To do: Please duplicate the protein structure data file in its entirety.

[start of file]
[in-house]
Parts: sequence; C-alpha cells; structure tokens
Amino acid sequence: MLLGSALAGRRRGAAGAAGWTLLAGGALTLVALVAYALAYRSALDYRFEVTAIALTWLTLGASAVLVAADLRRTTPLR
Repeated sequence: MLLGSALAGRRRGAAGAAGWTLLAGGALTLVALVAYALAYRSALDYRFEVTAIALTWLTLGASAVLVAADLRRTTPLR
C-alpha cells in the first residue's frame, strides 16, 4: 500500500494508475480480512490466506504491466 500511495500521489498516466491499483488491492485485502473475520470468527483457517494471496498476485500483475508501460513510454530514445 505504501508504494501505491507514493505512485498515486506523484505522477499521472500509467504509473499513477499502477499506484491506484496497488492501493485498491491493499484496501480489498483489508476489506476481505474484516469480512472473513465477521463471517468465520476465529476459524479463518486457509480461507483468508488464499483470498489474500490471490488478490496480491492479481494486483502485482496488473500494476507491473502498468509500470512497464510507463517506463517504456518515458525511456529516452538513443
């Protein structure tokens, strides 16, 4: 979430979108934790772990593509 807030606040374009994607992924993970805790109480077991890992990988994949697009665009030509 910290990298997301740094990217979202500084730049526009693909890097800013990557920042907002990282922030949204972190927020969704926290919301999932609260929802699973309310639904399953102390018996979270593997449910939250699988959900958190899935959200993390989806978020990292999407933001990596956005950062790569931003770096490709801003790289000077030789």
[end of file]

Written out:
[in-house]
Parts: sequence; C-alpha cells; structure tokens
Amino acid sequence: MLLGSALAGRRRGAAGAAGWTLLAGGALTLVALVAYALAYRSALDYRFEVTAIALTWLTLGASAVLVAADLRRTTPLR
Repeated sequence: MLLGSALAGRRRGAAGAAGWTLLAGGALTLVALVAYALAYRSALDYRFEVTAIALTWLTLGASAVLVAADLRRTTPLR
C-alpha cells in the first residue's frame, strides 16, 4: 500500500494508475480480512490466506504491466 500511495500521489498516466491499483488491492485485502473475520470468527483457517494471496498476485500483475508501460513510454530514445 505504501508504494501505491507514493505512485498515486506523484505522477499521472500509467504509473499513477499502477499506484491506484496497488492501493485498491491493499484496501480489498483489508476489506476481505474484516469480512472473513465477521463471517468465520476465529476459524479463518486457509480461507483468508488464499483470498489474500490471490488478490496480491492479481494486483502485482496488473500494476507491473502498468509500470512497464510507463517506463517504456518515458525511456529516452538513443
């Protein structure tokens, strides 16, 4: 979430979108934790772990593509 807030606040374009994607992924993970805790109480077991890992990988994949697009665009030509 910290990298997301740094990217979202500084730049526009693909890097800013990557920042907002990282922030949204972190927020969704926290919301999932609260929802699973309310639904399953102390018996979270593997449910939250699988959900958190899935959200993390989806978020990292999407933001990596956005950062790569931003770096490709801003790289000077030789």